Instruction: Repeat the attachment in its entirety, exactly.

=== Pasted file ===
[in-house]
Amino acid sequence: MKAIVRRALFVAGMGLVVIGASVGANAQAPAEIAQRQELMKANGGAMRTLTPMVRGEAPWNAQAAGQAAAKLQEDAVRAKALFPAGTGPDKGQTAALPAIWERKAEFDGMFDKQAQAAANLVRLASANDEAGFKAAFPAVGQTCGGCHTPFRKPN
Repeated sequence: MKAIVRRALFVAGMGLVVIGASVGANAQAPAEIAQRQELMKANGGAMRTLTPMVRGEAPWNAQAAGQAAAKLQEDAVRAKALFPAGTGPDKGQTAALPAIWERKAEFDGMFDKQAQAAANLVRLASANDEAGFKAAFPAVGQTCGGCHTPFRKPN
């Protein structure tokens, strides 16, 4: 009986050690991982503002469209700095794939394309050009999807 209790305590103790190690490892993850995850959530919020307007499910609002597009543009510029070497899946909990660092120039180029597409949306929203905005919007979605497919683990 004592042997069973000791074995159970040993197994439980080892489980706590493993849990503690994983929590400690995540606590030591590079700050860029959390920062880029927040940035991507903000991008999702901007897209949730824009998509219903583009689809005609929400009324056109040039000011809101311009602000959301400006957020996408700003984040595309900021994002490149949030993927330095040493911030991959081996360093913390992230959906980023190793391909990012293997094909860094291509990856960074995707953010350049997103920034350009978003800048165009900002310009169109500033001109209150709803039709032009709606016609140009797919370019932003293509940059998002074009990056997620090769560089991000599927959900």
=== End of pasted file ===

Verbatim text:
[in-house]
Amino acid sequence: MKAIVRRALFVAGMGLVVIGASVGANAQAPAEIAQRQELMKANGGAMRTLTPMVRGEAPWNAQAAGQAAAKLQEDAVRAKALFPAGTGPDKGQTAALPAIWERKAEFDGMFDKQAQAAANLVRLASANDEAGFKAAFPAVGQTCGGCHTPFRKPN
Repeated sequence: MKAIVRRALFVAGMGLVVIGASVGANAQAPAEIAQRQELMKANGGAMRTLTPMVRGEAPWNAQAAGQAAAKLQEDAVRAKALFPAGTGPDKGQTAALPAIWERKAEFDGMFDKQAQAAANLVRLASANDEAGFKAAFPAVGQTCGGCHTPFRKPN
């Protein structure tokens, strides 16, 4: 009986050690991982503002469209700095794939394309050009999807 209790305590103790190690490892993850995850959530919020307007499910609002597009543009510029070497899946909990660092120039180029597409949306929203905005919007979605497919683990 004592042997069973000791074995159970040993197994439980080892489980706590493993849990503690994983929590400690995540606590030591590079700050860029959390920062880029927040940035991507903000991008999702901007897209949730824009998509219903583009689809005609929400009324056109040039000011809101311009602000959301400006957020996408700003984040595309900021994002490149949030993927330095040493911030991959081996360093913390992230959906980023190793391909990012293997094909860094291509990856960074995707953010350049997103920034350009978003800048165009900002310009169109500033001109209150709803039709032009709606016609140009797919370019932003293509940059998002074009990056997620090769560089991000599927959900």